As many people, like journalist Sadiya Ansari, have pointed out, this is hardly the first inconsistent account around the death of a Black person involving police. In the United States, the 2015 death of Sandra Bland comes to mind. Bland, who was pulled over by police for failing to signal a lane change, was arrested on a charge of assaulting a public servant. In jail awaiting her bail, Bland allegedly committed suicide. Days after her suicide, state trooper Brian C. Encina told investigators for the Department of Public Safety’s Office of Inspector General of Bland’s arrest: “My safety was in jeopardy at more than one time.” But in May 2019, footage of the encounter, filmed by Bland, was released to the public, and showed a very different exchange between Bland and the officer.
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And where is the CONTEXT? The point is also this isn’t the first time an inconsistent account involving a death when police are involved.
This is why people tell me they don’t trust the media. It’s fucking embarrassing.
— Sadiya Ansari (@SadiyaAnsari) May 28, 2020
And this also isn’t the first the SIU has been called to investigate the killing of a Black person with police involvement—to varying degrees of justice. In July 2015, the agency failed to charge a Peel region police officer for the shooting death of then-33-year-old Jermaine Carby. Carby allegedly refused to put down a knife when he was pulled over by three officers who claimed they feared for their lives. (It’s important to note that said knife was not initially found at the scene. A kitchen knife was turned over several hours later by a Peel sergeant who said an officer had bagged it after removing it from Carby’s hand as he lay on the ground after the shooting.)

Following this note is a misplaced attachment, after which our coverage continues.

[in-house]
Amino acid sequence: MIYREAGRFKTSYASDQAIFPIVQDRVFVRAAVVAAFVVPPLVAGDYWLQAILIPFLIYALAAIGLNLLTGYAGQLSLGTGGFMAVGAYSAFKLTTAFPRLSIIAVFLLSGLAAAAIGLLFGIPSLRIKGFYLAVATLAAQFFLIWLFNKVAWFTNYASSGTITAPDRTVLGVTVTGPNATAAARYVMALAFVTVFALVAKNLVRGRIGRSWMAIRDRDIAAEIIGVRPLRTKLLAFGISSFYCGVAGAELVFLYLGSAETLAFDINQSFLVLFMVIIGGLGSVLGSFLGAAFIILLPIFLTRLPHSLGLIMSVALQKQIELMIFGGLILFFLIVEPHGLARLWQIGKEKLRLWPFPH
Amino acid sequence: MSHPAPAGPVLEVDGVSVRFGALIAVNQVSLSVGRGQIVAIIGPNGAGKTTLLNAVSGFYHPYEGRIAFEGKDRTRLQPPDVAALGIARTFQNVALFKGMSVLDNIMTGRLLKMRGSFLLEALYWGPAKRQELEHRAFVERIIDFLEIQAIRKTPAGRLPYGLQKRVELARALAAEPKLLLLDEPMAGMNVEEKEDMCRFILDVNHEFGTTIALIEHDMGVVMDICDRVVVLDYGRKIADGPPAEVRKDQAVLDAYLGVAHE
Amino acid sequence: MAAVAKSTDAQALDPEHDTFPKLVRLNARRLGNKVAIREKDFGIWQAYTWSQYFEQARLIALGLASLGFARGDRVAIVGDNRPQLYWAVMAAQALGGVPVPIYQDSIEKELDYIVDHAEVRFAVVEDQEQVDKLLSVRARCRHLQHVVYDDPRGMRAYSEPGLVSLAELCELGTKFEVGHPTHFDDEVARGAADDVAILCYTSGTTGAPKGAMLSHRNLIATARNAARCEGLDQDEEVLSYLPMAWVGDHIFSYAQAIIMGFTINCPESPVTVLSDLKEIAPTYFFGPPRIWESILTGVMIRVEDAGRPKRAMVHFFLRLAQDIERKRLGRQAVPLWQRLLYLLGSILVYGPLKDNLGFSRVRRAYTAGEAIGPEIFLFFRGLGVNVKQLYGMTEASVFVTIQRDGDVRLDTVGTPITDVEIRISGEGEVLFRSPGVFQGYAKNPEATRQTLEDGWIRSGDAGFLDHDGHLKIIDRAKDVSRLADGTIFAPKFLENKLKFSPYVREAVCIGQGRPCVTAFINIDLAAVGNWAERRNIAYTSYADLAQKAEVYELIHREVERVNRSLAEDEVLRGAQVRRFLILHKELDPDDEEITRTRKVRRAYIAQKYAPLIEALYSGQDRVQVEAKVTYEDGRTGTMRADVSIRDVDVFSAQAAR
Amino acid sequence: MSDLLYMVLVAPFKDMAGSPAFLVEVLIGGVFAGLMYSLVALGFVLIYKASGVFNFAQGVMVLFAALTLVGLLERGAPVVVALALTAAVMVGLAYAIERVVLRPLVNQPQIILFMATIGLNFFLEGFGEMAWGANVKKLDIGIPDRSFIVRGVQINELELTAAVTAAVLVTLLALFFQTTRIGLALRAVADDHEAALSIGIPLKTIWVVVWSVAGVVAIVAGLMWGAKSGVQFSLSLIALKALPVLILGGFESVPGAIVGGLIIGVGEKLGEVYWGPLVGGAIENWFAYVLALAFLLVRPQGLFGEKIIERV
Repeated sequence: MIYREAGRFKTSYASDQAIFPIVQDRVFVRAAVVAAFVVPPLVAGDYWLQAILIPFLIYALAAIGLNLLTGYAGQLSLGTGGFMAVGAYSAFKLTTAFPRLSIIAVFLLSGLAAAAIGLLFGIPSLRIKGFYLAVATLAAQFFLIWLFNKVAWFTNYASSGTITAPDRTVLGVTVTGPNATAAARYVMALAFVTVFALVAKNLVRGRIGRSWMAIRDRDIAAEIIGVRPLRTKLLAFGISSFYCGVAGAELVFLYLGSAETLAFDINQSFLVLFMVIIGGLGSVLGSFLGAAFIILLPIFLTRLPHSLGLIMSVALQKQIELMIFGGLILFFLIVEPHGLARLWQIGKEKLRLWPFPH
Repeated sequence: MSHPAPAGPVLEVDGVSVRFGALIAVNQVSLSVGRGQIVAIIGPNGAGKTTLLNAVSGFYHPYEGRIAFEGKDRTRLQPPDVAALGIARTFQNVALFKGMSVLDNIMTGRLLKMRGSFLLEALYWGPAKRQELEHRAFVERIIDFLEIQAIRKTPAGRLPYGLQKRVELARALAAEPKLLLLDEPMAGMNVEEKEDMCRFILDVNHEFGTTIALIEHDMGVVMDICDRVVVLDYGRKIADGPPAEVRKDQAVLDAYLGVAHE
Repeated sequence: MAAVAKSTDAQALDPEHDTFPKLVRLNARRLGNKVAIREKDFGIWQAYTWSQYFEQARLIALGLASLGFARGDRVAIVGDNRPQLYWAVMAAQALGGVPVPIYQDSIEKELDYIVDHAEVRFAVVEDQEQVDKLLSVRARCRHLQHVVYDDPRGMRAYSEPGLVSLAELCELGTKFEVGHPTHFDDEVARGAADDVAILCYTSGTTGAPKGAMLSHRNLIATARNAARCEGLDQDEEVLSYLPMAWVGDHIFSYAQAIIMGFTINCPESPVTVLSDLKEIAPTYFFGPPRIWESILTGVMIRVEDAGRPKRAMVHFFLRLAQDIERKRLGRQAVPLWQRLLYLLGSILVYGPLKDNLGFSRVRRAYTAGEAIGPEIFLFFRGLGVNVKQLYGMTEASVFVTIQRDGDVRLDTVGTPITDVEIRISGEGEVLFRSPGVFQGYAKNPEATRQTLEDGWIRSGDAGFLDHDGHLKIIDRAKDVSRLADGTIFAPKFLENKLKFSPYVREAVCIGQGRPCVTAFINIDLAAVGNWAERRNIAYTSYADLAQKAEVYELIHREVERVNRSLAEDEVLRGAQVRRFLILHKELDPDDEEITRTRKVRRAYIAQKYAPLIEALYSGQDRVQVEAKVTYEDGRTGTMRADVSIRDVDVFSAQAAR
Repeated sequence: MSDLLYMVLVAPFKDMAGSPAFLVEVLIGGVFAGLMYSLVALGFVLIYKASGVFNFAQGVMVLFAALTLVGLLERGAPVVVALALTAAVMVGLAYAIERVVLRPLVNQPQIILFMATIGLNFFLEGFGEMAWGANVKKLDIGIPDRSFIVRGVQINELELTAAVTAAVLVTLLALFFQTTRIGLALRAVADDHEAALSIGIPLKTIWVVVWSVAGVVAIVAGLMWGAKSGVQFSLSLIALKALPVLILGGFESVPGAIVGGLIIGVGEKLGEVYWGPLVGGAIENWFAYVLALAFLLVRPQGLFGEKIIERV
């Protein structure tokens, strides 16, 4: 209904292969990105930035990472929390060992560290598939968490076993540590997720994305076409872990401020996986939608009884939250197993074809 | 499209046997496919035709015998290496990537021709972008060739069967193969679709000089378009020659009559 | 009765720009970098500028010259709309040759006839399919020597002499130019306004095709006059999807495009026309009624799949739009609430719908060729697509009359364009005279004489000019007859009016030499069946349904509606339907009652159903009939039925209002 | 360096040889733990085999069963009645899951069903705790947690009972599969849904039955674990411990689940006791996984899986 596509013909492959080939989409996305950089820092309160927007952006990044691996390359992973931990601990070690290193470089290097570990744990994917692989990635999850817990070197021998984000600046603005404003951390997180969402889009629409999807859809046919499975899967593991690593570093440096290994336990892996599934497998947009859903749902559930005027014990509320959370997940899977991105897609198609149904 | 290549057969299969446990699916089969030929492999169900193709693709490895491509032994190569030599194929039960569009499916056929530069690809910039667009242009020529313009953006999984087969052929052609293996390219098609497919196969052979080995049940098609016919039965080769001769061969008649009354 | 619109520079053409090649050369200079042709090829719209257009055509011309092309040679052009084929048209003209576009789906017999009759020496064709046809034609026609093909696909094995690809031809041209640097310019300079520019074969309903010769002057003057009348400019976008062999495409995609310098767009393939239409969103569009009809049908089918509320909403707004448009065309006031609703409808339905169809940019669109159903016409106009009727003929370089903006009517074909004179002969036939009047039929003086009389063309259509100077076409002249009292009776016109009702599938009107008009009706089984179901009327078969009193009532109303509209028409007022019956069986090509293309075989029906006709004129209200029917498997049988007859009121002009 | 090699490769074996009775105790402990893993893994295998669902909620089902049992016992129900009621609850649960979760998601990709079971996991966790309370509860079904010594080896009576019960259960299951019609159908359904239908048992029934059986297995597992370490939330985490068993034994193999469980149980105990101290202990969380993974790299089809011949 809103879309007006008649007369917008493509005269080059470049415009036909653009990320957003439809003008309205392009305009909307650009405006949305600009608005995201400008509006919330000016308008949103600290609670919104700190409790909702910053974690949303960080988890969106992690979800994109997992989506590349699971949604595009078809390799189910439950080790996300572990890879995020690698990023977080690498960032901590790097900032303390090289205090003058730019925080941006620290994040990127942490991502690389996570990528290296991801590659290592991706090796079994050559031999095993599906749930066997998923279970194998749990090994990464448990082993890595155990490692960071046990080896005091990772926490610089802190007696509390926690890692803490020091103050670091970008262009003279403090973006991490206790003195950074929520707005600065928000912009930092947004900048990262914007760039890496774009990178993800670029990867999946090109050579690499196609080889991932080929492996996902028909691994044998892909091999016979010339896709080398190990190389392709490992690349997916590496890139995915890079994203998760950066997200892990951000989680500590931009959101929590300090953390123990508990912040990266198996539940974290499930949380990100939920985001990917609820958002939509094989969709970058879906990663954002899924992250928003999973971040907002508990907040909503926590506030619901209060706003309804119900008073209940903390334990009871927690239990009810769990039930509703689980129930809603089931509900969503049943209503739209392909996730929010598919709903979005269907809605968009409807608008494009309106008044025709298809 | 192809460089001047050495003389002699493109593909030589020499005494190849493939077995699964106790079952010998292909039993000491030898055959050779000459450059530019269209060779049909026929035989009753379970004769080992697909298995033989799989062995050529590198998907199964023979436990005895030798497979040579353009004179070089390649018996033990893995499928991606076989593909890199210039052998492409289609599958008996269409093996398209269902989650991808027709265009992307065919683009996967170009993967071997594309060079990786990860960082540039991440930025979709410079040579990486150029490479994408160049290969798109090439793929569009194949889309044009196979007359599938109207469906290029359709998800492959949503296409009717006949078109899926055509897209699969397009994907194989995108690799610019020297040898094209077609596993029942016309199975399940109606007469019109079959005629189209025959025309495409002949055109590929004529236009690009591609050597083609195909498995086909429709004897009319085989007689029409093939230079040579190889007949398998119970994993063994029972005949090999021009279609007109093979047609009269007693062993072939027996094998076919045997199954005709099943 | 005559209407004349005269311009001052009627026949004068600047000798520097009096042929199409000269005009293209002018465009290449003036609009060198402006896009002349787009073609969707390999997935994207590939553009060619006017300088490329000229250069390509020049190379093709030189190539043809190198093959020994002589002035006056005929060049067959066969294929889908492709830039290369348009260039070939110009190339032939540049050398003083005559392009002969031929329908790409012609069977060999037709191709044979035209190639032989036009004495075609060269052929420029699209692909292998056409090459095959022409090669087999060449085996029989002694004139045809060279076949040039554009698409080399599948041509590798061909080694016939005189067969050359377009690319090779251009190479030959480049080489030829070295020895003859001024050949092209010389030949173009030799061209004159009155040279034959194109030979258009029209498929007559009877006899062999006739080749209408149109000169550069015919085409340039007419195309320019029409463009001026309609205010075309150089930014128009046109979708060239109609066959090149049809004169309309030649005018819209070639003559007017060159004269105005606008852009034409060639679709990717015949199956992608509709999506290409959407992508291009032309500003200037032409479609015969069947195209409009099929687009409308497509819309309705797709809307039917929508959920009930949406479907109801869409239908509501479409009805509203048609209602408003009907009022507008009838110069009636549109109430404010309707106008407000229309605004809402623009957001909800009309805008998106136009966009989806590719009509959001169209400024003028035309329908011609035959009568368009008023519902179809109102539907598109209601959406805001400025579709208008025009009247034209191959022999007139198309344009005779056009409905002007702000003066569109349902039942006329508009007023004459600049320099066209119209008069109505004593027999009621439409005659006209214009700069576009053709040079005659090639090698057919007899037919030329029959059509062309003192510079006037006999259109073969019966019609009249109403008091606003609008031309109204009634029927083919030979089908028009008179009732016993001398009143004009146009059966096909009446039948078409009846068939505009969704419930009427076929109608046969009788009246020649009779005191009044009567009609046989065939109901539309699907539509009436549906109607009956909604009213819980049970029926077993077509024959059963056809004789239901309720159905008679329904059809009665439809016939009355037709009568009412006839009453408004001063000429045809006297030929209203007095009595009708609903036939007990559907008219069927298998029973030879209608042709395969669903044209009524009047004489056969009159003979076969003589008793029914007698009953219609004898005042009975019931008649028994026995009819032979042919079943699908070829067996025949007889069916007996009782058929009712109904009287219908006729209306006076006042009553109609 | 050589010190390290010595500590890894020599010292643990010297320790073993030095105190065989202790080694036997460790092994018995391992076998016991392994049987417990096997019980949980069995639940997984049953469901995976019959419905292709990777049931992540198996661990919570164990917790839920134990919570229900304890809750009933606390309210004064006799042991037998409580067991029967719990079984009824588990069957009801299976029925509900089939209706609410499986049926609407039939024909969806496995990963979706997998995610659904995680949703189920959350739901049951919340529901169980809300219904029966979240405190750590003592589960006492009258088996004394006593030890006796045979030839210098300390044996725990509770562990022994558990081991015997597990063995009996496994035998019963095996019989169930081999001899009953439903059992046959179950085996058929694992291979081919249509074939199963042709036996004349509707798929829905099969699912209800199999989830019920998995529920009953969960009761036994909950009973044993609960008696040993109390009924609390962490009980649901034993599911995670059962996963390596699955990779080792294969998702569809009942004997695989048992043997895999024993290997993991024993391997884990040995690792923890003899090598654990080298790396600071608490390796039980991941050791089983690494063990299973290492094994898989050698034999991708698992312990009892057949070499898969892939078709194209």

In a statement provided to FLARE by Toronto Police Service, Chief Mark Saunders said that the Toronto Police Service is “fully co-operating with the Special Investigations Unit,” stating: “Let me be very clear that we want the facts as much as anyone.” Saunders also stated that TPS is legally not permitted to discuss the incident at this time.
Shortly after the most recent video was posted to social media, users on Instagram and Twitter responded in outrage, tagging Canadian news outlets and American activist Shaun King, upset over the lack of coverage of the incident by Canadian news media (an issue that may contribute to the inaccurate perception many people have that racism is not an issue in Canada, as opposed to sensationalized coverage in the United States), and the passivity of many initial news reports, which didn’t name the victim.
Regis Korchinski-Paquet #SayHerName
— Farrah Khan (@farrahsafiakhan) May 28, 2020
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It’s an exhausting time to be online and in tune with the news for anybody, but especially for Black people. Coming on the heels of the murder of George Floyd by Minneapolis police, false reporting by a white woman against a Black man to police in New York City’s Central Park, the shooting death of Ahmaud Arbery in February, and the over-policing of Black people and their health during the COVID-19 pandemic, Korchinski-Paquet’s death is yet another tragedy for a community that has been—and continues to be—targeted, subjected to excessive force by law enforcement and killed at higher rates than other Canadians.
FLARE has reached out to the SIU, CP24 and @rocawrld for comment. The article will be updated with their responses.